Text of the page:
Antique Treasures: the jewelry of the Campana Collection
Antiques and the antique style in the splendid Greek, Etruscan, Roman and Byzantine jewelry from the collection made in the first half of the nineteenth century by the Marquis Giovanni Pietro Campana and now mainly kept in the Louvre Museum.
A distinguished collection of more than 200 examples of Greek, Etruscan, Roman and late antique jewelry, once part of the collection of the Marquis Giovanni Pietro Campana di Cavelli (1808-1880) and now belonging to the Louvre, is currently on display in the room of the Orazi and Curiazi, in the Palazzo dei Conservatori on the Campidoglio. .
It is one of the most important jewelry collections of the nineteenth century and played a crucial role in reintroducing to Rome the taste for jewelry in an archaeological style. This type of jewelry was in fashion from the beginning of the nineteenth century and was originally inspired by the discoveries made at Herculaneum and Pompeii in the previous century.
Marquis Giovanni Pietro Campana embarked on his career as a collector at a very young age, having inherited a passion for art and archaeology from his father and grandfather.
In 1831 he became the first assistant, and subsequently the director of Monte di Pieta, a prominent institutional position, which he held from 1833 to 1857.
His solid classical education and mature experience in the fields of archaeology and scientific research gained him prestigious appointments from the Vatican administration, including the directorship of the excavations at Ostia: this was how his career as an administrator, archaeologist, antiquarian and collector began. The collection of bronzes, sculpture, terracottas, jewelry, paintings, ceramics, coins and medals came from antiques markets and from excavations, both those that he directed himself and those he supported in Rome and Lazio. In this way the Marquis Campana gradually created a vast museum, which was admired all over Europe.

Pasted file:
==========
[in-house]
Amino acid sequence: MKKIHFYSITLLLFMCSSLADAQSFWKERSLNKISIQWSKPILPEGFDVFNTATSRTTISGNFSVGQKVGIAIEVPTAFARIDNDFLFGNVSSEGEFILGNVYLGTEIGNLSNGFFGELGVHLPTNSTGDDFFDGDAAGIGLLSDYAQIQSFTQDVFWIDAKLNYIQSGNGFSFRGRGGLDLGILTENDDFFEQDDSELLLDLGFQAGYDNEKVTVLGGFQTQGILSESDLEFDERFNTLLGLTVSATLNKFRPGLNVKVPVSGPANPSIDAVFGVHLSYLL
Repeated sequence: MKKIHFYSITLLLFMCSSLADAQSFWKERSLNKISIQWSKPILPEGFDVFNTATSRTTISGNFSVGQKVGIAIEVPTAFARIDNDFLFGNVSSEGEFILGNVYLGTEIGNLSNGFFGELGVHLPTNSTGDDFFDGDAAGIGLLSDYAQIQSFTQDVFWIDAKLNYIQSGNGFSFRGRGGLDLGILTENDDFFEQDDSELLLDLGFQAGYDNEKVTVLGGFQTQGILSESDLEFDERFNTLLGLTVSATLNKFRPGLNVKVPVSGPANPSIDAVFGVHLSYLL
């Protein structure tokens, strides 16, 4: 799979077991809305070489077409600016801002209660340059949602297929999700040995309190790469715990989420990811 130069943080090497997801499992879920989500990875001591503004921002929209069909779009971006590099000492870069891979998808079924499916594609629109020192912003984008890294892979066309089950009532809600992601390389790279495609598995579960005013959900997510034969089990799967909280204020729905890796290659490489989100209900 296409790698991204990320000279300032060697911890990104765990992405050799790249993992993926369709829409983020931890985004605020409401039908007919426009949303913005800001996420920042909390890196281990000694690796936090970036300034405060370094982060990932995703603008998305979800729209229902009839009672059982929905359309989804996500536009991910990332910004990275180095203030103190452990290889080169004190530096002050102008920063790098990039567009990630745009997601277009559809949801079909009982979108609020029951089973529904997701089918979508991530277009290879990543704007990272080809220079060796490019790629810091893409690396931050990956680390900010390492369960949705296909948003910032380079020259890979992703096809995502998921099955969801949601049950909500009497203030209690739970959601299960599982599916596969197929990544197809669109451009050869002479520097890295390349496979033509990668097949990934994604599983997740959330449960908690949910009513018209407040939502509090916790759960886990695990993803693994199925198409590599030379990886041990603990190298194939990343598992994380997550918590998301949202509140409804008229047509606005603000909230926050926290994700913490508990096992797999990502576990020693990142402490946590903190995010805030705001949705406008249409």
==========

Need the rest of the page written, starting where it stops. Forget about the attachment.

In 1857, overwhelmed by financial misfortune, the Marquis was forced into exile. In 1859 his goods were confiscated by the Vatican State and his collections were put up for sale. While a purchaser was being found, the jewelry collection was entrusted to the goldsmiths of Castellani. This gave them the opportunity to experiment with new techniques of workmanship and methods of restoration, giving momentum to their own production of jewelry in exquisite archaeological taste.
In 1861 the French government acquired most of the Campana museum, except for the pieces that England and Russia had already acquired, and almost all of the collection of antique jewelry. Only the coin collection, which consisted of more than 400 examples of gold Roman and Byzantine coins, was opportunely acquired by the Capitoline administration. This happened in 1873, thanks to the involvement of Augusto Castellani, then the director of the Capitoline Museums.
This exhibition, the result of an important restoration project financed by the Foundation of the Savings Bank of Rome and planned by Françoise Gaultier, Chief Conservator of the Department of Greek, Etruscan and Roman Antiquities at the Louvre, and Catherine Metzger, Honorary Conservator General of the same department, was displayed in Paris, at the Louvre , from October 2005 to January 2006. It has been brought to Rome by the Municipality of Rome, the Council Department of Cultural Politics and the Office of Fine Arts, with the generous collaboration of the directors of the Louvre, the British Museum, the National Etruscan Museum at Villa Giulia and numerous archives and libraries, including the National Library of France.